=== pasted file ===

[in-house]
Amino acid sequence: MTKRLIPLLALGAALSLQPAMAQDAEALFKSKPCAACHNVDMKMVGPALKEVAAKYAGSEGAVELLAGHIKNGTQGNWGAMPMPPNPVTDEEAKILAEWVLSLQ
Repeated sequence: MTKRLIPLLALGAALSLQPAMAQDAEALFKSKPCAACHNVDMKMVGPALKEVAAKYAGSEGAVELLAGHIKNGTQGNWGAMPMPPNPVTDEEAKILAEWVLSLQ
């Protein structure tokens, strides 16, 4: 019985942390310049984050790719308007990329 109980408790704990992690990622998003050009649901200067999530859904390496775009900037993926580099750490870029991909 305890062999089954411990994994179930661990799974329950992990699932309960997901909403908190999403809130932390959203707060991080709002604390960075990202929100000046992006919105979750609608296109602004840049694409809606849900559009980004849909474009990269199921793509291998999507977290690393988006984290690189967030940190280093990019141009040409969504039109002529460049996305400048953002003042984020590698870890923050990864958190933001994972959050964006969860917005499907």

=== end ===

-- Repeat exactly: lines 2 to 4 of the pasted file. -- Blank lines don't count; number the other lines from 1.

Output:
Amino acid sequence: MTKRLIPLLALGAALSLQPAMAQDAEALFKSKPCAACHNVDMKMVGPALKEVAAKYAGSEGAVELLAGHIKNGTQGNWGAMPMPPNPVTDEEAKILAEWVLSLQ
Repeated sequence: MTKRLIPLLALGAALSLQPAMAQDAEALFKSKPCAACHNVDMKMVGPALKEVAAKYAGSEGAVELLAGHIKNGTQGNWGAMPMPPNPVTDEEAKILAEWVLSLQ
């Protein structure tokens, strides 16, 4: 019985942390310049984050790719308007990329 109980408790704990992690990622998003050009649901200067999530859904390496775009900037993926580099750490870029991909 305890062999089954411990994994179930661990799974329950992990699932309960997901909403908190999403809130932390959203707060991080709002604390960075990202929100000046992006919105979750609608296109602004840049694409809606849900559009980004849909474009990269199921793509291998999507977290690393988006984290690189967030940190280093990019141009040409969504039109002529460049996305400048953002003042984020590698870890923050990864958190933001994972959050964006969860917005499907």